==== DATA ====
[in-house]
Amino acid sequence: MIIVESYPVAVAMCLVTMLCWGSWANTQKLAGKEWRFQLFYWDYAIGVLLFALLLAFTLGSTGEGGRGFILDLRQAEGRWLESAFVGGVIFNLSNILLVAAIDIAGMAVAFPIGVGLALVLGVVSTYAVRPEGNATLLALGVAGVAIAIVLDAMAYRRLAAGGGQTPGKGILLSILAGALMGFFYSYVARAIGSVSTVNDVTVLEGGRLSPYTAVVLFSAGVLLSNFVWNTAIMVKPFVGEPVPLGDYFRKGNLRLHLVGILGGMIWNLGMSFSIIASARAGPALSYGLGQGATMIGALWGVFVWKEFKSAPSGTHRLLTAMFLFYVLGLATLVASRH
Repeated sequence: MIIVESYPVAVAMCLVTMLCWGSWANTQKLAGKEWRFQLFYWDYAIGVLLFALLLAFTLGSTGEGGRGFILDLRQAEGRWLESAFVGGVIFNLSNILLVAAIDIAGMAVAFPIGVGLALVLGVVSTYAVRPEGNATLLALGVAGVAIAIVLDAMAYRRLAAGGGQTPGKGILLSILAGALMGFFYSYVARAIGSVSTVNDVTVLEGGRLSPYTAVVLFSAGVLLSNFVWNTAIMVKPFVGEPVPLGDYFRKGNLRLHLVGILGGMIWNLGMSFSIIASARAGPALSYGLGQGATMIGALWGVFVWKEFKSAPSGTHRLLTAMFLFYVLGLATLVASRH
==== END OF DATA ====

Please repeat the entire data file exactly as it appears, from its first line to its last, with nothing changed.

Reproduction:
[in-house]
Amino acid sequence: MIIVESYPVAVAMCLVTMLCWGSWANTQKLAGKEWRFQLFYWDYAIGVLLFALLLAFTLGSTGEGGRGFILDLRQAEGRWLESAFVGGVIFNLSNILLVAAIDIAGMAVAFPIGVGLALVLGVVSTYAVRPEGNATLLALGVAGVAIAIVLDAMAYRRLAAGGGQTPGKGILLSILAGALMGFFYSYVARAIGSVSTVNDVTVLEGGRLSPYTAVVLFSAGVLLSNFVWNTAIMVKPFVGEPVPLGDYFRKGNLRLHLVGILGGMIWNLGMSFSIIASARAGPALSYGLGQGATMIGALWGVFVWKEFKSAPSGTHRLLTAMFLFYVLGLATLVASRH
Repeated sequence: MIIVESYPVAVAMCLVTMLCWGSWANTQKLAGKEWRFQLFYWDYAIGVLLFALLLAFTLGSTGEGGRGFILDLRQAEGRWLESAFVGGVIFNLSNILLVAAIDIAGMAVAFPIGVGLALVLGVVSTYAVRPEGNATLLALGVAGVAIAIVLDAMAYRRLAAGGGQTPGKGILLSILAGALMGFFYSYVARAIGSVSTVNDVTVLEGGRLSPYTAVVLFSAGVLLSNFVWNTAIMVKPFVGEPVPLGDYFRKGNLRLHLVGILGGMIWNLGMSFSIIASARAGPALSYGLGQGATMIGALWGVFVWKEFKSAPSGTHRLLTAMFLFYVLGLATLVASRH